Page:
The Most Popular Ice Cream Flavor in Each State - Mental Floss


The Most Popular Ice Cream Flavor in Each State - Mental Floss

Posted: 02 Jun 2019 01:00 PM PDT

Does geographical location influence taste when it comes to binge-watching TV shows? That was the question tackled by Geek.com, which polled 1500 people across the country recently to discover which shows rank among the most popular in each state. Here's what they found out.

It comes as little surprise that Game of Thrones, which is available on HBO's cable and streaming platforms, is a series that exhibits widespread appeal. The fantasy drama, which is currently airing its eighth and final season, ranks as the show most likely to be binged and the favorite of eight states. Coming in second was The Office (Netflix), with Ozark (Netflix), The Marvelous Mrs. Maisel (Amazon Prime), and Grace and Frankie (Netflix) rounding out the top five.

Many of the binged shows are comedies, with 44.9 percent of respondents deeming it their preferred genre. Residents of Alaska, Hawaii, New Mexico, North Carolina, and Utah were notable exceptions, with those states leaning toward dramas.

While shows like Friends, NCIS, and Stranger Things ranked first in many states, others hold some outliers. The Hallmark family drama When Calls the Heart is favored in Utah, Nevada prefers the CW series Supernatural, and North Dakota enjoys the violent action-drama The Punisher.

While Game of Thrones is on top for now, streaming services shouldn't underestimate the affection for network sitcoms. Of those polled, 19 percent said they would cancel Netflix if Friends left the line-up, and 14 percent would do the same if The Office disappeared.

[h/t Geek.com]

Bing’s not the laughingstock of technology anymore - The Seattle Times

Posted: 02 Jun 2019 01:22 PM PDT

I'd like to share birthday wishes for one of the most-ridiculed technology products ever. Ten years ago, in the last week of May, Microsoft rebooted and renamed its failed effort to counter Google's search engine as Bing. It was not a great start.

Steve Ballmer, chief executive officer of Microsoft at the time, shouted "BINGGGG!" at a technology conference to introduce his revamped service. Microsoft marketing materials referred to Bing as a "Decision Engine." Get it? Google was where people searched for things, but Bing was for finding answers. It was all a little sad.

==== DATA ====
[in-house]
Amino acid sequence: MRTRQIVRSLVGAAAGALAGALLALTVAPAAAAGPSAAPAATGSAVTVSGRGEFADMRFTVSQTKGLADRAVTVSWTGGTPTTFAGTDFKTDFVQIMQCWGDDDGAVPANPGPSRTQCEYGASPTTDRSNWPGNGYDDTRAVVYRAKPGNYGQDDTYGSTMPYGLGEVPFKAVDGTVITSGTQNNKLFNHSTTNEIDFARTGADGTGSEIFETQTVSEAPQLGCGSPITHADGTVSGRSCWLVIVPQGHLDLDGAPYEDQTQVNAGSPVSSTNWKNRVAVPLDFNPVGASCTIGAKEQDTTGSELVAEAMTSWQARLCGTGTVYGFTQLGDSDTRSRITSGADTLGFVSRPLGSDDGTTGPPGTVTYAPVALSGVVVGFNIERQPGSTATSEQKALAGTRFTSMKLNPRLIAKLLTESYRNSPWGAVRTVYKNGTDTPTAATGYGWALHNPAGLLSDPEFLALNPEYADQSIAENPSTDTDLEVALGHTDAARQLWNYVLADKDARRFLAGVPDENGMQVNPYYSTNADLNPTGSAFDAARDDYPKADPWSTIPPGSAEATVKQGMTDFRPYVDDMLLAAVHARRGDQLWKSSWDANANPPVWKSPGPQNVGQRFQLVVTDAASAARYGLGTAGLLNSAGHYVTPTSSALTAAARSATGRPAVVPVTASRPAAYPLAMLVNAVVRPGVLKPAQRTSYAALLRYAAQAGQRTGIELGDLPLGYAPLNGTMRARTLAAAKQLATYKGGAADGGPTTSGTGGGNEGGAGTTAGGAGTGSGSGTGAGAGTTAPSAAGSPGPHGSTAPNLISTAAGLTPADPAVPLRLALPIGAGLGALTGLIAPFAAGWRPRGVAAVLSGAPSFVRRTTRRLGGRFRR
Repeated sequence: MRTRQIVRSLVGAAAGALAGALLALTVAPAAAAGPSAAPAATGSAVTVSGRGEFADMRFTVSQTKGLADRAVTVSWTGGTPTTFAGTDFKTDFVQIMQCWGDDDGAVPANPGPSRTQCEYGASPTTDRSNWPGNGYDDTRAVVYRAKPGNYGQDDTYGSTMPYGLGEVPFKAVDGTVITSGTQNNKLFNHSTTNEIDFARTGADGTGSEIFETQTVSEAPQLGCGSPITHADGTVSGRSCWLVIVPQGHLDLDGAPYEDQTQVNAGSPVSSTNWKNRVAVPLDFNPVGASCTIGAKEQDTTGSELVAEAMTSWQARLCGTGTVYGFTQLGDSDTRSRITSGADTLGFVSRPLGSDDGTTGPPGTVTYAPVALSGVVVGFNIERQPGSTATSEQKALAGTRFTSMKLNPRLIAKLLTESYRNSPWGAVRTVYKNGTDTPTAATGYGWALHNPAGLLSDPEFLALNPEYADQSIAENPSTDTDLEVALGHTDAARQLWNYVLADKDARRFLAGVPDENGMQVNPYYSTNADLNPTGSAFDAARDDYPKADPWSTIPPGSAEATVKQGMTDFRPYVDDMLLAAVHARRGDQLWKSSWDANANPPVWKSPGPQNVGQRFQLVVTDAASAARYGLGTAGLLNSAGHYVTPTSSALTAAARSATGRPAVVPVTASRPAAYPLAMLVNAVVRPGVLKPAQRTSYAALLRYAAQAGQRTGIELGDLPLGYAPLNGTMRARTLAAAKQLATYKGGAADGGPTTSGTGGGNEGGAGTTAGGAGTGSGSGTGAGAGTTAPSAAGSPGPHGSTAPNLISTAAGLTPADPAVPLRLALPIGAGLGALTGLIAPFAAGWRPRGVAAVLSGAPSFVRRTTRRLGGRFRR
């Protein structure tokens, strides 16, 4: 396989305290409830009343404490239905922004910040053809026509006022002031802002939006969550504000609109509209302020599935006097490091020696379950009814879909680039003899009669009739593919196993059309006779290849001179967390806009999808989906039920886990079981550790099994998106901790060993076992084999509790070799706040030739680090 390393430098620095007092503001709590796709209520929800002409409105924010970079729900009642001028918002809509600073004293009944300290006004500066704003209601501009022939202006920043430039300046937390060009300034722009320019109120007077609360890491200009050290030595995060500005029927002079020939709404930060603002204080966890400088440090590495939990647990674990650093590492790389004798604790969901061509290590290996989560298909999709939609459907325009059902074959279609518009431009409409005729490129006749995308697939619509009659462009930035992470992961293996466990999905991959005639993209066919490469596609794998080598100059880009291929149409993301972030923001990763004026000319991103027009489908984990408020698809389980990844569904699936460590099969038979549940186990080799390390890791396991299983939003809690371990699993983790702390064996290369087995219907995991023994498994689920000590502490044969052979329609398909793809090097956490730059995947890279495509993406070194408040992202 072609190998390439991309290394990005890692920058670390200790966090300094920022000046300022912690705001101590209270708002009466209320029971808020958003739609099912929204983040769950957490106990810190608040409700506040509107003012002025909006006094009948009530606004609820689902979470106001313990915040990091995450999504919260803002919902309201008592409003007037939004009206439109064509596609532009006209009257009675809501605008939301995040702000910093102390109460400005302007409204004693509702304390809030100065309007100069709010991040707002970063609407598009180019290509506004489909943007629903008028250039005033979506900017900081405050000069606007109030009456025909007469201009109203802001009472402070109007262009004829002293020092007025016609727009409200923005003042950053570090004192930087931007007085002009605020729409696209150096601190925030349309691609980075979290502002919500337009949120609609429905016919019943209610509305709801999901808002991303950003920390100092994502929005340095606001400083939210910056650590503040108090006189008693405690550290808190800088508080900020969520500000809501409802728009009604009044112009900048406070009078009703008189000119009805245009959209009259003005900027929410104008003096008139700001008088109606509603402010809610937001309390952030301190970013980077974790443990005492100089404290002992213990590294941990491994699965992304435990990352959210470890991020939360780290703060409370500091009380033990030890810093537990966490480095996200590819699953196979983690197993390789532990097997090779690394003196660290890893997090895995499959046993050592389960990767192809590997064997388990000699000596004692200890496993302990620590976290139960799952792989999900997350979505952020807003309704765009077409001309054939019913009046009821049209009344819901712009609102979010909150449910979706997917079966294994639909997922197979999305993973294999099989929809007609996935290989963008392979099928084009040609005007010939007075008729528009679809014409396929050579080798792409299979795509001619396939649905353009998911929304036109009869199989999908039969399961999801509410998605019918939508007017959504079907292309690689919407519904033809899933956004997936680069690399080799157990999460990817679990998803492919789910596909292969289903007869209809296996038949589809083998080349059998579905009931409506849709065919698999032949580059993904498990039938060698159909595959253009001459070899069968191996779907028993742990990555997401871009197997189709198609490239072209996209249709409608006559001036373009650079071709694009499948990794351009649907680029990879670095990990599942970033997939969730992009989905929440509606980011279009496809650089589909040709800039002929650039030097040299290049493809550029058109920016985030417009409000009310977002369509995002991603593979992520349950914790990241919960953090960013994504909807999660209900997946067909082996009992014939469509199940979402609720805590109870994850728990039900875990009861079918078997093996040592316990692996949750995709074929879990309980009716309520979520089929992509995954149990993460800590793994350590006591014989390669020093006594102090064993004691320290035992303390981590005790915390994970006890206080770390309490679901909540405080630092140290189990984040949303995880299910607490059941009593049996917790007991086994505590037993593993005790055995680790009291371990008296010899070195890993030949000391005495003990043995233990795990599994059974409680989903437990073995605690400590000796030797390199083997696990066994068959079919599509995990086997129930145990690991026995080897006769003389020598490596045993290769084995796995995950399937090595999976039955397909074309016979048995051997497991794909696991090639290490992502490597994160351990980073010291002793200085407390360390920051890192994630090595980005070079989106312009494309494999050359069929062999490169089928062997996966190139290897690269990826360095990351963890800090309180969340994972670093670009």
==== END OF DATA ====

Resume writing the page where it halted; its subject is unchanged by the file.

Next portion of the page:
You know a twist is coming, right? What seemed like a typical Microsoft reaction to fear of Google has become — with the help of blood, sweat, tears and the Nadellaissance — a nice business.

Microsoft now generates about $7.5 billion in annual revenue from web-search advertising. That is a pipsqueak compared with Google's $120 billion in ad sales over the last 12 months. But it's more than the revenue brought in by either Microsoft's LinkedIn professional network or the company's line of Surface computers and other hardware.

How did Bing go from a joke to generating nearly three times the advertising revenue of Twitter? Bing is emblematic of what Microsoft has become under Satya Nadella, the CEO since 2014: less flashy and less inclined to tilt at windmills in favor of pragmatism.

Microsoft in recent years outsourced chunks of its advertising business and stuck Bing in spots that Microsoft controls or that Google couldn't grab. Importantly, Microsoft made Bing front and center for people using search boxes on Windows computers and Office software, practically guaranteeing that a healthy share of PC owners would wittingly or unwittingly use the "decision engine."

Advertising

Research firm comScore estimates Microsoft accounts for a little under one-quarter of U.S. web searches conducted on desktop computers. Microsoft's market share is far smaller outside the U.S. and practically nonexistent on smartphones.

Microsoft lost arrangements under which Bing handled some queries that people asked Apple's Siri voice assistant, but this year it struck a deal to handle searches and ads tied to searches on Yahoo, AOL and other Verizon Communications internet properties. Those aren't glamorous corners of the internet, but they have a lot of traffic and therefore a lot of people searching for running shoes and local dentists. All that helps use of Bing and lifts the ad revenue that flows through Microsoft's accounts.

Microsoft has also pared costs to the point where Bing stopped bleeding red ink. And a recent piece on searchenglineland.com detailed some of the nooks where Microsoft is outdoing Google and Facebook, such as targeting for business-to-business digital advertising.

Bing at least stands on its own two feet, and company executives have said that Microsoft has learned from the search business how to run big data-collecting and crunching technologies. Microsoft and its corporate customers also have to stay on top of developments with digital helpers such as Siri and Microsoft's Cortana, and Bing may aid Microsoft there as well.

Oddly, Bing's transformation gives a leg up to Google parent company Alphabet, too. Absent Bing, Google would be an obvious monopolist in web search. And after years in which Microsoft tried to push Google into regulatory fire, the companies' war has turned into peace. Google no longer has to worry about Microsoft tattle-telling on its powerful ad business.

Bing may remain a side gig for Microsoft, and certainly it failed as the strategic counterstrike to Google. But birthdays are best if you don't think about what might have been and instead appreciate what you have. So happy birthday, Bing. You're not the laughingstock of technology anymore.

Shira Ovide is a Bloomberg Opinion columnist covering technology. She previously was a reporter for the Wall Street Journal.

No comments:

Post a Comment

Note: Only a member of this blog may post a comment.